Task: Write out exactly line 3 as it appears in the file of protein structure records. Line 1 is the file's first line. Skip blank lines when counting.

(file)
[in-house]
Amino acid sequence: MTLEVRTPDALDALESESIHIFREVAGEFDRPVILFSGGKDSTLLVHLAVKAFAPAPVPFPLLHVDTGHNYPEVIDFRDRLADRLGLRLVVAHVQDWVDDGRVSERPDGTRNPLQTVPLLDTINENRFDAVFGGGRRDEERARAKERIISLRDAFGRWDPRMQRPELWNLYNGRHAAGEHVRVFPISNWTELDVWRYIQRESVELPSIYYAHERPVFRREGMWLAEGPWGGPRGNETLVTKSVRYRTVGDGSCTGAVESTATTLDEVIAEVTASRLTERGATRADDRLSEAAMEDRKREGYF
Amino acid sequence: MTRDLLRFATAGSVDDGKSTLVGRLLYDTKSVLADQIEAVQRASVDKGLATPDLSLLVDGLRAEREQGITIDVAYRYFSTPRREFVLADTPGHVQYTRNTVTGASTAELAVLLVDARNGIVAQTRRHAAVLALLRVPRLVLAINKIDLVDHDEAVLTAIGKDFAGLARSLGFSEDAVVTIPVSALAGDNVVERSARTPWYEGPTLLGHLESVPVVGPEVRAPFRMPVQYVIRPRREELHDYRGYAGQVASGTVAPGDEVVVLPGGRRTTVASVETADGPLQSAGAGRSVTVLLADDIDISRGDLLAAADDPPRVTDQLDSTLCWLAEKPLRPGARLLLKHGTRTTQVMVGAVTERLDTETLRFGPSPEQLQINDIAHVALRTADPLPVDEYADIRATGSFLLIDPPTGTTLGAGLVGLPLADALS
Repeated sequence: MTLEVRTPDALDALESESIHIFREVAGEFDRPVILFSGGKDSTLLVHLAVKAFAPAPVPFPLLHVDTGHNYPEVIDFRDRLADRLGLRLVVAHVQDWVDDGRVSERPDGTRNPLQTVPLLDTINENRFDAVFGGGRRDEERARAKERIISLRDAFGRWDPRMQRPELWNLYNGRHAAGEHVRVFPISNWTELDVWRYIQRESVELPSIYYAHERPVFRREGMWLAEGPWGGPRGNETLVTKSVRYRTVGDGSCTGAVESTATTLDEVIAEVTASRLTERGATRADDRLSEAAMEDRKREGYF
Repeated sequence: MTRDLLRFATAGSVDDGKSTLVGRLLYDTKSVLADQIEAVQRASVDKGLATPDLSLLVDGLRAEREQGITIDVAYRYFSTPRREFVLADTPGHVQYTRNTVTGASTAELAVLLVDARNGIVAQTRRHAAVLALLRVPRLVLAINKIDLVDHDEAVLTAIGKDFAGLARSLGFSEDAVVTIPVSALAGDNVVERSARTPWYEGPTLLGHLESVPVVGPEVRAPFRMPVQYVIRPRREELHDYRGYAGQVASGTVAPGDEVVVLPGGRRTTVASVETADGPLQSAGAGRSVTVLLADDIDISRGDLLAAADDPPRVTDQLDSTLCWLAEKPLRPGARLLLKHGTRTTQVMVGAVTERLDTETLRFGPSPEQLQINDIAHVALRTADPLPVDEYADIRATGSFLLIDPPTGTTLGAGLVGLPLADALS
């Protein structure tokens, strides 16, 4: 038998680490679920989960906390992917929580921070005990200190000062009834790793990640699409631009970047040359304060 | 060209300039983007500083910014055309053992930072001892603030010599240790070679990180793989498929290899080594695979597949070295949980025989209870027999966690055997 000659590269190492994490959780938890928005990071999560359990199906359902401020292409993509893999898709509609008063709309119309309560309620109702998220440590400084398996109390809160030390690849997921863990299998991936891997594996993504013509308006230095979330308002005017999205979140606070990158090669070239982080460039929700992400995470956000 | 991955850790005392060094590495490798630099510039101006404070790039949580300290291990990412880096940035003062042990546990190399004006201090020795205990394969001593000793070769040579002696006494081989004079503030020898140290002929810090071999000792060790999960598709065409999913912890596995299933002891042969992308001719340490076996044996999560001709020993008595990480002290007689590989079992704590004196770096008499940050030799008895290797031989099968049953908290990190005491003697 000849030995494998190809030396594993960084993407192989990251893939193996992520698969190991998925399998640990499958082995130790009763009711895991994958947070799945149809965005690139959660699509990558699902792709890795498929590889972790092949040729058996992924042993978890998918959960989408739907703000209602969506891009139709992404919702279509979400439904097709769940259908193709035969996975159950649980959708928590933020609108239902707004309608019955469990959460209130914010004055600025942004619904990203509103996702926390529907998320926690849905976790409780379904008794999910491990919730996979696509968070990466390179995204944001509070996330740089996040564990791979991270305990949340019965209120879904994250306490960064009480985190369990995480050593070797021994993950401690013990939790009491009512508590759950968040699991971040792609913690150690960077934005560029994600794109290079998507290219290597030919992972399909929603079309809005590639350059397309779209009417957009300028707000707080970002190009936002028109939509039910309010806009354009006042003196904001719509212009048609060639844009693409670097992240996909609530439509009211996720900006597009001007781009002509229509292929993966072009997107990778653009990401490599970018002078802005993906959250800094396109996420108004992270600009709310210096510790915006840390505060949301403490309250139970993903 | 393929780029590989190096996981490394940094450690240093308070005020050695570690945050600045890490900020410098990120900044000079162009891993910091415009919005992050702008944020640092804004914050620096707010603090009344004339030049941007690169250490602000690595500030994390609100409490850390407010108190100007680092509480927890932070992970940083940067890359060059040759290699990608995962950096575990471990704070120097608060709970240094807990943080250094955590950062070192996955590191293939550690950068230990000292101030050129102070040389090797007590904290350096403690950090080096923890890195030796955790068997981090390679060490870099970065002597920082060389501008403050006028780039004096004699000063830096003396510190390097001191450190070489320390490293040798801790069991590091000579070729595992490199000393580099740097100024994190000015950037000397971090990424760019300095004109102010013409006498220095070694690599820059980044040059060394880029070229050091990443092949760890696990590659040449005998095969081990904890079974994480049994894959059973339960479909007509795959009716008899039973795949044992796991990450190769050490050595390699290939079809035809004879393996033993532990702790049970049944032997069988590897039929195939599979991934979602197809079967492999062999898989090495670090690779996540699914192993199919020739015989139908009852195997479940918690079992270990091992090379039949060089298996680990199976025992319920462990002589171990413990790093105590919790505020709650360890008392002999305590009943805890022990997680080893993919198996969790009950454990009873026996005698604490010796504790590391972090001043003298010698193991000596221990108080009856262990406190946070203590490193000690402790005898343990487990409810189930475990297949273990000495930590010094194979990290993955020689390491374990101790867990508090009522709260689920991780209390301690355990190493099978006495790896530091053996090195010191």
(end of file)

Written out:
Amino acid sequence: MTRDLLRFATAGSVDDGKSTLVGRLLYDTKSVLADQIEAVQRASVDKGLATPDLSLLVDGLRAEREQGITIDVAYRYFSTPRREFVLADTPGHVQYTRNTVTGASTAELAVLLVDARNGIVAQTRRHAAVLALLRVPRLVLAINKIDLVDHDEAVLTAIGKDFAGLARSLGFSEDAVVTIPVSALAGDNVVERSARTPWYEGPTLLGHLESVPVVGPEVRAPFRMPVQYVIRPRREELHDYRGYAGQVASGTVAPGDEVVVLPGGRRTTVASVETADGPLQSAGAGRSVTVLLADDIDISRGDLLAAADDPPRVTDQLDSTLCWLAEKPLRPGARLLLKHGTRTTQVMVGAVTERLDTETLRFGPSPEQLQINDIAHVALRTADPLPVDEYADIRATGSFLLIDPPTGTTLGAGLVGLPLADALS